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Welcome to Stolen Relations: Recovering Stories of Indigenous Enslavement in the Americas. This community based project, housed at Brown University, is a collaborative effort to build a database of enslaved indigenous people throughout time all across the Americas in order to promote greater understanding of the historical circumstances and ongoing trauma of settler colonialism. Please note that this site is under construction, and the database does not yet have a public portal. We are actively working on this project, however, and and are looking for volunteers and scholars to contribute materials. We invite you to visit our About page to learn more about the project and how to contribute.

Image: “Return of Indians,” Mosquito Shore registry of enslaved Indians, 1777. CO 123/31/125. The National Archives, UK.

About

The concept:

Stolen Relations (formerly the Database of Indigenous Slavery in the Americas) is a community-centered database project that seeks to illuminate and understand the role the enslavement of Indigenous peoples played in settler colonialism over time. As we scour the archives, we are seeking to document as many instances as possible of Indigenous enslavement in the Americas between 1492 and 1900 (and beyond, where relevant). Long overlooked by scholars and almost completely unknown to the wider public, the enslavement of Indigenous peoples was a persistent and destabilizing aspect of settler colonialism that tore apart communities and families and aided settler colonial expansion. The enslavement of Native Americans was a hemispheric phenomenon, perpetrated by every European colonial power in their invasion of the Americas. Scholars now estimate that between 2.5 and 5 million Natives were enslaved in the Americas between 1492 and the late nineteenth century – an astonishing number by any measure (even compared to the approximately 10.5 -12 million Africans who were brought as slaves from Africa in this same time period).

Our project seeks to recover the stories of individuals as well as educate the public on the reality of these processes. We are focused primarily on New England for now, and are working in close partnership with approximately thirteen regional tribes, nations, and communities. While this project seeks to bring greater understanding to the past, it is important to recognize that these Indigenous nations are still here, in New England and all across the Americas, and have vibrant communities and cultural traditions. They, too, have oral histories regarding settler colonialism, displacement, indigenous enslavement, and ongoing survival into the present that need to inform our understanding of the past; archival materials alone are insufficient. In combination with tribal input, DISA will allow the slow centralization of biographical information related to enslaved indigenous people and place it online where historians, researchers, students, tribal members, and families can use the information to reconstruct histories, chart networks, and make connections in ways that have never before been possible. These are hard realities and difficult histories, but they need to be told fully so we can start to be more honest about the history of this country and think more clearly about how to make amends moving forward.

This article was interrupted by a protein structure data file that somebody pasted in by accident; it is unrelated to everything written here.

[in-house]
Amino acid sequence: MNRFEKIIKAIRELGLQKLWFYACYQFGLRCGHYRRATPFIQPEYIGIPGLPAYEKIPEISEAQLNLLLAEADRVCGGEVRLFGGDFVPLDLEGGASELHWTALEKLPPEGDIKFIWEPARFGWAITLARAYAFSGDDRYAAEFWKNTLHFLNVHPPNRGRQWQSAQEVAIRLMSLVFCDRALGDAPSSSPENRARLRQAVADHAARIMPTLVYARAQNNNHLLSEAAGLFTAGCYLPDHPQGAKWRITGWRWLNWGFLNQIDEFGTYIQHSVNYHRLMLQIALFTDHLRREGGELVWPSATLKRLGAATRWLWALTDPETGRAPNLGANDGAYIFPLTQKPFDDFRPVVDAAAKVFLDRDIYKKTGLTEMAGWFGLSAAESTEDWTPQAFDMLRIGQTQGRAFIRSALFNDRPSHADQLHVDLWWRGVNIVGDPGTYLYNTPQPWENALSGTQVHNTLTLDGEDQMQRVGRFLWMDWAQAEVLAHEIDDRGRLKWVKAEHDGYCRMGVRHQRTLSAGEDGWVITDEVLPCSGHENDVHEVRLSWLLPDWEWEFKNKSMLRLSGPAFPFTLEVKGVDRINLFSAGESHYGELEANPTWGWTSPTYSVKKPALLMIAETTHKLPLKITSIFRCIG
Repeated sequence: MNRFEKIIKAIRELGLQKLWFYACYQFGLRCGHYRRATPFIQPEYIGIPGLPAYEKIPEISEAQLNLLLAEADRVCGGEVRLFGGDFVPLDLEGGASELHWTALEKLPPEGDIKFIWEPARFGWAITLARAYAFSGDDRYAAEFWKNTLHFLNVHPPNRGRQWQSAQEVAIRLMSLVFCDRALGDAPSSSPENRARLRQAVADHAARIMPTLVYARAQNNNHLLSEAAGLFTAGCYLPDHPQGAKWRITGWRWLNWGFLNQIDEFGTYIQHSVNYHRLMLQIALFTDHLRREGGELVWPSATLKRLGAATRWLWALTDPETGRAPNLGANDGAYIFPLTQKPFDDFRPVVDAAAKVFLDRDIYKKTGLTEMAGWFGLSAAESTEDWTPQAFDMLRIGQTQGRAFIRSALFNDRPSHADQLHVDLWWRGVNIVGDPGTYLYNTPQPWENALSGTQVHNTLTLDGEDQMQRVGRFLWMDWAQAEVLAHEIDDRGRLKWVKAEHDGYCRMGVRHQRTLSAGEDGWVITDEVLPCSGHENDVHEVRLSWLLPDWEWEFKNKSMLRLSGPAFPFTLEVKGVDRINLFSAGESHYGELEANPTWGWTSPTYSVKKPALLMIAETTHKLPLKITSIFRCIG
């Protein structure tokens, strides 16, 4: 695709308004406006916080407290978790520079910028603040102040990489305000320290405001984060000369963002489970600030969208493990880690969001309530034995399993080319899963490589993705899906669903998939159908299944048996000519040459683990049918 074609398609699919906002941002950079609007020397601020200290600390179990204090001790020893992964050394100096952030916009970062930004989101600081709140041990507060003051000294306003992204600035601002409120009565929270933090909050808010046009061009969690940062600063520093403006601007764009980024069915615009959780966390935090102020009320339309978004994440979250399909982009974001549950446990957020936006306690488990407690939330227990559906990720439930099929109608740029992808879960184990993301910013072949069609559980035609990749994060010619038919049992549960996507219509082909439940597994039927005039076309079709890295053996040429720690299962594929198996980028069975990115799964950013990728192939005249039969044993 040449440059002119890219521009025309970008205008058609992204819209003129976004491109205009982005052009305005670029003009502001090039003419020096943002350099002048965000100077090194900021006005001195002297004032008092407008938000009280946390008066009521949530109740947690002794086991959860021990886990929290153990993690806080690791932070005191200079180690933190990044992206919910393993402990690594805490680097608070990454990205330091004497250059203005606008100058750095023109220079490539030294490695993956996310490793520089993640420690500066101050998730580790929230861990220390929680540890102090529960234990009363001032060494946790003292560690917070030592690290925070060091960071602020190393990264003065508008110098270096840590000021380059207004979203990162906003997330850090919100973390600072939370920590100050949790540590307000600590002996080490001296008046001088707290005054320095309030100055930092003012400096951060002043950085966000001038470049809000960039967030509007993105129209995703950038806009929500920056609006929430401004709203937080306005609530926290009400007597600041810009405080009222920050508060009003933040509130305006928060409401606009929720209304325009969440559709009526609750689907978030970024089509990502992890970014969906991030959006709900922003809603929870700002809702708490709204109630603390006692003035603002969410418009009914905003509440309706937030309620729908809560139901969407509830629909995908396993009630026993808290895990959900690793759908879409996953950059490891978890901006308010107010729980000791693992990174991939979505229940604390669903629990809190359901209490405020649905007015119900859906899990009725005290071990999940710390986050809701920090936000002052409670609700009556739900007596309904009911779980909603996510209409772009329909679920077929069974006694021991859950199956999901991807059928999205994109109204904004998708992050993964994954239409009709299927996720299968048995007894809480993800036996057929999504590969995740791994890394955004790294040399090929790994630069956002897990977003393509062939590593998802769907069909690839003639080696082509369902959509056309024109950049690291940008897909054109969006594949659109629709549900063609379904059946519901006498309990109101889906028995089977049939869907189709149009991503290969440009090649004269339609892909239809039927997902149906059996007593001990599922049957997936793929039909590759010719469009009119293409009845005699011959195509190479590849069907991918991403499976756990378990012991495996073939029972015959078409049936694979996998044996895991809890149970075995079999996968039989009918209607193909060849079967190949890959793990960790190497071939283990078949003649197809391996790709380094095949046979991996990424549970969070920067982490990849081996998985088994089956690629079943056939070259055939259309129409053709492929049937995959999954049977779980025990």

We are grateful for our partnerships with our tribal collaborators, as well as with the Center for Digital Scholarship at Brown, as well as the Center for the Study of Slavery and Justice.

Timeline:

We are currently applying for grants and hope to have a public-facing prototype in 2022.

How to contribute:

In this early phase, the database is not yet public. We are working with our tribal partners and a team of researchers to identify, enter, and interpret relevant historical and oral historical materials. We are looking to partner with individuals and institutions who are willing to send materials they have or join our research team to input materials directly. Please see our Contribute page or contact Linford D. Fisher to learn more.

Acknowledgements

Stolen Relations has been generously funded and supported by the following entities:

Center for Digital Scholarship, Brown University Library

Center for the Study of Slavery and Justice, Brown University

Native American and Indigenous Studies Initiative, Brown University

Office of the Vice President for Research, Brown University

Population Studies and Training Center, Brown University

Social Sciences Research Institute, Brown University

People

The Stolen Relations project involves the following people:

Core team:

  • Linford D. Fisher, Associate Professor of History, Brown University (Principal Investigator)